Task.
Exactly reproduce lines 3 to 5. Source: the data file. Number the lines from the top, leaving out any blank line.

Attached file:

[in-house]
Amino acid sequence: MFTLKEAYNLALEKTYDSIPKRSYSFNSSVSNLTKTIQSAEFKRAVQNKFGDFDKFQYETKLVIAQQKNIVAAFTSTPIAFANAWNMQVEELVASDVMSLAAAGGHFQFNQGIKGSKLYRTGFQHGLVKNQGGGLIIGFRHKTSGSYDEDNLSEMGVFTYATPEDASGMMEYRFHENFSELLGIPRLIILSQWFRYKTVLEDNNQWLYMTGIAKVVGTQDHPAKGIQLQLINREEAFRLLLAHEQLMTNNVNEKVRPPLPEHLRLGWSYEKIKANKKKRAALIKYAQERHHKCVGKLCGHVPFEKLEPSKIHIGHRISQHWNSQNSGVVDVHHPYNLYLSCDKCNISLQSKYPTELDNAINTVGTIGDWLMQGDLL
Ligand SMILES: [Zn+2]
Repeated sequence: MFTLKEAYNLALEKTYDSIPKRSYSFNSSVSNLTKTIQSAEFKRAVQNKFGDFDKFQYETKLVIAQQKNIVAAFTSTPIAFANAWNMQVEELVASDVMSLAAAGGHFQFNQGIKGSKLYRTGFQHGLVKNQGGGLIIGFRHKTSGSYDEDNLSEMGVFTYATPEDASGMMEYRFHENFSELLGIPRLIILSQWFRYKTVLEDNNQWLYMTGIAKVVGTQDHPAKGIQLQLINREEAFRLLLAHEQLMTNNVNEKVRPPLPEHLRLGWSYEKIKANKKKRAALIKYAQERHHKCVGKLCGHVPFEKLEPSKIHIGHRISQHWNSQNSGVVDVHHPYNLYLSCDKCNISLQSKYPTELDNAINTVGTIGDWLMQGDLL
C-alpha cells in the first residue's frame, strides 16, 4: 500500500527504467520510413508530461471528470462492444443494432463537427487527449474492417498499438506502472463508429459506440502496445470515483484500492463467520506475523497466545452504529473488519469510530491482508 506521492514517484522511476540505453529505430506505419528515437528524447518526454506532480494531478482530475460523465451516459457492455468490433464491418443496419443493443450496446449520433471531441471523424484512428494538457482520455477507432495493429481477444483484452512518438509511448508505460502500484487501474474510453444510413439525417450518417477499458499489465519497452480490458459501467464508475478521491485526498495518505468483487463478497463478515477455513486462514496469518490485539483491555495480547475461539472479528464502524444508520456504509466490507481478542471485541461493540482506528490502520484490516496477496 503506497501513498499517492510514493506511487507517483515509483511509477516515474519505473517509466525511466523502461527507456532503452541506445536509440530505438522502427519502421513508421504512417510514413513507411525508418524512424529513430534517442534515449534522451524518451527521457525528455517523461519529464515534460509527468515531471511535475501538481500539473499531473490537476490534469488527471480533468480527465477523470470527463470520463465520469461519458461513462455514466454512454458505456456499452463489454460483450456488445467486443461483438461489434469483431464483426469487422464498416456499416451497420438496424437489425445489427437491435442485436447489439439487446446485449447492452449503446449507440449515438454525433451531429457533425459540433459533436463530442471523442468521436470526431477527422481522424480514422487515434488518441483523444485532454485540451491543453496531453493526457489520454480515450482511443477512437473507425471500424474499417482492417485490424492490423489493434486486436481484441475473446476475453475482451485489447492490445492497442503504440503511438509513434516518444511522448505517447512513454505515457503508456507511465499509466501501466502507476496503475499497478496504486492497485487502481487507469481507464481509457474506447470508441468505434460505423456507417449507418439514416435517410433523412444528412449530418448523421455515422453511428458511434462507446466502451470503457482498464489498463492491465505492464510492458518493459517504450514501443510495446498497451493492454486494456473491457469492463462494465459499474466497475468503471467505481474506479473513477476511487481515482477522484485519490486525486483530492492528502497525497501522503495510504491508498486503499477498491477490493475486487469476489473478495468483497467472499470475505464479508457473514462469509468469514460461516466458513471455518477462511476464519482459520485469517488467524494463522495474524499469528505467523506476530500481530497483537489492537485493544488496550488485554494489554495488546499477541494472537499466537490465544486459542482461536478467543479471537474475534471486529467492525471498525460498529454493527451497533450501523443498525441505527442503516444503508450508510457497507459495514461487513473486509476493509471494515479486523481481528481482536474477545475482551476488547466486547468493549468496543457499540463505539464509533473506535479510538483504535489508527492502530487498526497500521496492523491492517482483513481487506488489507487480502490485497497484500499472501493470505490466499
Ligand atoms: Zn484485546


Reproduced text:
Ligand SMILES: [Zn+2]
Repeated sequence: MFTLKEAYNLALEKTYDSIPKRSYSFNSSVSNLTKTIQSAEFKRAVQNKFGDFDKFQYETKLVIAQQKNIVAAFTSTPIAFANAWNMQVEELVASDVMSLAAAGGHFQFNQGIKGSKLYRTGFQHGLVKNQGGGLIIGFRHKTSGSYDEDNLSEMGVFTYATPEDASGMMEYRFHENFSELLGIPRLIILSQWFRYKTVLEDNNQWLYMTGIAKVVGTQDHPAKGIQLQLINREEAFRLLLAHEQLMTNNVNEKVRPPLPEHLRLGWSYEKIKANKKKRAALIKYAQERHHKCVGKLCGHVPFEKLEPSKIHIGHRISQHWNSQNSGVVDVHHPYNLYLSCDKCNISLQSKYPTELDNAINTVGTIGDWLMQGDLL
C-alpha cells in the first residue's frame, strides 16, 4: 500500500527504467520510413508530461471528470462492444443494432463537427487527449474492417498499438506502472463508429459506440502496445470515483484500492463467520506475523497466545452504529473488519469510530491482508 506521492514517484522511476540505453529505430506505419528515437528524447518526454506532480494531478482530475460523465451516459457492455468490433464491418443496419443493443450496446449520433471531441471523424484512428494538457482520455477507432495493429481477444483484452512518438509511448508505460502500484487501474474510453444510413439525417450518417477499458499489465519497452480490458459501467464508475478521491485526498495518505468483487463478497463478515477455513486462514496469518490485539483491555495480547475461539472479528464502524444508520456504509466490507481478542471485541461493540482506528490502520484490516496477496 503506497501513498499517492510514493506511487507517483515509483511509477516515474519505473517509466525511466523502461527507456532503452541506445536509440530505438522502427519502421513508421504512417510514413513507411525508418524512424529513430534517442534515449534522451524518451527521457525528455517523461519529464515534460509527468515531471511535475501538481500539473499531473490537476490534469488527471480533468480527465477523470470527463470520463465520469461519458461513462455514466454512454458505456456499452463489454460483450456488445467486443461483438461489434469483431464483426469487422464498416456499416451497420438496424437489425445489427437491435442485436447489439439487446446485449447492452449503446449507440449515438454525433451531429457533425459540433459533436463530442471523442468521436470526431477527422481522424480514422487515434488518441483523444485532454485540451491543453496531453493526457489520454480515450482511443477512437473507425471500424474499417482492417485490424492490423489493434486486436481484441475473446476475453475482451485489447492490445492497442503504440503511438509513434516518444511522448505517447512513454505515457503508456507511465499509466501501466502507476496503475499497478496504486492497485487502481487507469481507464481509457474506447470508441468505434460505423456507417449507418439514416435517410433523412444528412449530418448523421455515422453511428458511434462507446466502451470503457482498464489498463492491465505492464510492458518493459517504450514501443510495446498497451493492454486494456473491457469492463462494465459499474466497475468503471467505481474506479473513477476511487481515482477522484485519490486525486483530492492528502497525497501522503495510504491508498486503499477498491477490493475486487469476489473478495468483497467472499470475505464479508457473514462469509468469514460461516466458513471455518477462511476464519482459520485469517488467524494463522495474524499469528505467523506476530500481530497483537489492537485493544488496550488485554494489554495488546499477541494472537499466537490465544486459542482461536478467543479471537474475534471486529467492525471498525460498529454493527451497533450501523443498525441505527442503516444503508450508510457497507459495514461487513473486509476493509471494515479486523481481528481482536474477545475482551476488547466486547468493549468496543457499540463505539464509533473506535479510538483504535489508527492502530487498526497500521496492523491492517482483513481487506488489507487480502490485497497484500499472501493470505490466499